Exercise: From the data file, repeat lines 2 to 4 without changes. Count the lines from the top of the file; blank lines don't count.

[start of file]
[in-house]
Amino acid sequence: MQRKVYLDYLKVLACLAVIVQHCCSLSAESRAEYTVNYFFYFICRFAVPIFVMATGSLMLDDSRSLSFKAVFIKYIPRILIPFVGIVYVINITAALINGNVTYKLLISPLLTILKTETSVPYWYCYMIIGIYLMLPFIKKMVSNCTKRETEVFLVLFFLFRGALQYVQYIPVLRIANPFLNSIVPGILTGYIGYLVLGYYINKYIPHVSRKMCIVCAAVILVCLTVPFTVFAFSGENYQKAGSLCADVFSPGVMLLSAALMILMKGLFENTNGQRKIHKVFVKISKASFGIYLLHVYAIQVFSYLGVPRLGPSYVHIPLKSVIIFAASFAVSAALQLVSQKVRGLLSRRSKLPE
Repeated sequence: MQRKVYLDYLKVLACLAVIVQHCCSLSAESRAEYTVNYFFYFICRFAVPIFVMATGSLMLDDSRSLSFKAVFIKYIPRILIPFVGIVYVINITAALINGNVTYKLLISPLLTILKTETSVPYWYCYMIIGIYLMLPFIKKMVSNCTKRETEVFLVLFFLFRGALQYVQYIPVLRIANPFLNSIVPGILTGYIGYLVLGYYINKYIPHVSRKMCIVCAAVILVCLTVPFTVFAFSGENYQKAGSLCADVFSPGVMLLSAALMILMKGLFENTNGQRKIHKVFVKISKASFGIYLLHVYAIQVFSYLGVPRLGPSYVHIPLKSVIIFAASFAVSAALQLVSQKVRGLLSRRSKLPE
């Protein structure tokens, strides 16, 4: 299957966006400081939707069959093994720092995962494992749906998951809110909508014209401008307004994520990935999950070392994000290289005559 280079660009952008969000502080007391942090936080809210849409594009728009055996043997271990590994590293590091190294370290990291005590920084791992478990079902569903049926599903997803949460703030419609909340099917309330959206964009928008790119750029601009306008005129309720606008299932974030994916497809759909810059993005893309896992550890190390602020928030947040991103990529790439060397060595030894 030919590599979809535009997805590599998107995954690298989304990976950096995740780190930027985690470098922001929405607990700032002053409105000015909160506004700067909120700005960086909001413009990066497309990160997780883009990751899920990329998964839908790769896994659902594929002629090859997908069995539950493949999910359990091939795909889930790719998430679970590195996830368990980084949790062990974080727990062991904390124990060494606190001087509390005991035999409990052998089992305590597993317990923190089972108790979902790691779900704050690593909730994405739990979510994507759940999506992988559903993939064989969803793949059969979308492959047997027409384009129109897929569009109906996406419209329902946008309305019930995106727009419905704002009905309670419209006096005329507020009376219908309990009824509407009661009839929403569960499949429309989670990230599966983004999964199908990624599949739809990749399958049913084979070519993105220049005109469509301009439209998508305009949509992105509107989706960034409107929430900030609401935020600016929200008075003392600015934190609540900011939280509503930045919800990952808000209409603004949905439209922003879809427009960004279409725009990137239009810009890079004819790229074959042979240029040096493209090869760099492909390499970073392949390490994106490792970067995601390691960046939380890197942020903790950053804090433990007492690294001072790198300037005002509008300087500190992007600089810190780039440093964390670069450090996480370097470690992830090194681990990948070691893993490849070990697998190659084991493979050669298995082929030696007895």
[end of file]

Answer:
Amino acid sequence: MQRKVYLDYLKVLACLAVIVQHCCSLSAESRAEYTVNYFFYFICRFAVPIFVMATGSLMLDDSRSLSFKAVFIKYIPRILIPFVGIVYVINITAALINGNVTYKLLISPLLTILKTETSVPYWYCYMIIGIYLMLPFIKKMVSNCTKRETEVFLVLFFLFRGALQYVQYIPVLRIANPFLNSIVPGILTGYIGYLVLGYYINKYIPHVSRKMCIVCAAVILVCLTVPFTVFAFSGENYQKAGSLCADVFSPGVMLLSAALMILMKGLFENTNGQRKIHKVFVKISKASFGIYLLHVYAIQVFSYLGVPRLGPSYVHIPLKSVIIFAASFAVSAALQLVSQKVRGLLSRRSKLPE
Repeated sequence: MQRKVYLDYLKVLACLAVIVQHCCSLSAESRAEYTVNYFFYFICRFAVPIFVMATGSLMLDDSRSLSFKAVFIKYIPRILIPFVGIVYVINITAALINGNVTYKLLISPLLTILKTETSVPYWYCYMIIGIYLMLPFIKKMVSNCTKRETEVFLVLFFLFRGALQYVQYIPVLRIANPFLNSIVPGILTGYIGYLVLGYYINKYIPHVSRKMCIVCAAVILVCLTVPFTVFAFSGENYQKAGSLCADVFSPGVMLLSAALMILMKGLFENTNGQRKIHKVFVKISKASFGIYLLHVYAIQVFSYLGVPRLGPSYVHIPLKSVIIFAASFAVSAALQLVSQKVRGLLSRRSKLPE
């Protein structure tokens, strides 16, 4: 299957966006400081939707069959093994720092995962494992749906998951809110909508014209401008307004994520990935999950070392994000290289005559 280079660009952008969000502080007391942090936080809210849409594009728009055996043997271990590994590293590091190294370290990291005590920084791992478990079902569903049926599903997803949460703030419609909340099917309330959206964009928008790119750029601009306008005129309720606008299932974030994916497809759909810059993005893309896992550890190390602020928030947040991103990529790439060397060595030894 030919590599979809535009997805590599998107995954690298989304990976950096995740780190930027985690470098922001929405607990700032002053409105000015909160506004700067909120700005960086909001413009990066497309990160997780883009990751899920990329998964839908790769896994659902594929002629090859997908069995539950493949999910359990091939795909889930790719998430679970590195996830368990980084949790062990974080727990062991904390124990060494606190001087509390005991035999409990052998089992305590597993317990923190089972108790979902790691779900704050690593909730994405739990979510994507759940999506992988559903993939064989969803793949059969979308492959047997027409384009129109897929569009109906996406419209329902946008309305019930995106727009419905704002009905309670419209006096005329507020009376219908309990009824509407009661009839929403569960499949429309989670990230599966983004999964199908990624599949739809990749399958049913084979070519993105220049005109469509301009439209998508305009949509992105509107989706960034409107929430900030609401935020600016929200008075003392600015934190609540900011939280509503930045919800990952808000209409603004949905439209922003879809427009960004279409725009990137239009810009890079004819790229074959042979240029040096493209090869760099492909390499970073392949390490994106490792970067995601390691960046939380890197942020903790950053804090433990007492690294001072790198300037005002509008300087500190992007600089810190780039440093964390670069450090996480370097470690992830090194681990990948070691893993490849070990697998190659084991493979050669298995082929030696007895």